Refugees fleeing from the Middle East have caused mass turmoil across Europe, and Americans have made clear that they want nothing to do with them on these shores. Politicians on both sides of the isle agreed, too. Last November, a bipartisan bill that would heighten scrutiny on Middle Eastern migrants through the House of Representatives.
Unfortunately — but predictably — the Obama administration stopped that bill in its tracks, claiming Obama would not sign it despite the fact that it was supported by the vast majority of congress. His reasoning seemed clear. Obama simply isn't interested in restricting any refugees from entering the United States.
The backlash from this decision mainly focused on the threat refugees posed to national security — understandable, considering the recent attacks in San Bernardino and Paris — but seems to ignore the health risks associated with allowing poor, foreign aliens into the U.S. without proper screening.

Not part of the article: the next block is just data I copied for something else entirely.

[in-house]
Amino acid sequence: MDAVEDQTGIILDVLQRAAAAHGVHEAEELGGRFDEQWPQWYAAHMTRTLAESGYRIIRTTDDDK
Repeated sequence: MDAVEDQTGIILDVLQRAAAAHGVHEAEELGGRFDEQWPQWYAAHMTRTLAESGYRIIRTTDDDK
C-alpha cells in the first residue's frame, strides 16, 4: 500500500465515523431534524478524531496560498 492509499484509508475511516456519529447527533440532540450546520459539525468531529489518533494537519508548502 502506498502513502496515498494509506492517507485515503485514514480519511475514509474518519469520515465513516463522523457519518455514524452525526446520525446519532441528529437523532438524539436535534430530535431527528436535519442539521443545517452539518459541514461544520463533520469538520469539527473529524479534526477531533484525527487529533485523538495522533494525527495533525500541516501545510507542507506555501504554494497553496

While the threat of terrorism remains real but hypothetical, seven states have already felt the tangible health ramifications that these refugee programs force on their local communities.
See what diseases these migrants are bringing over on the next page, and see if your state is on the list: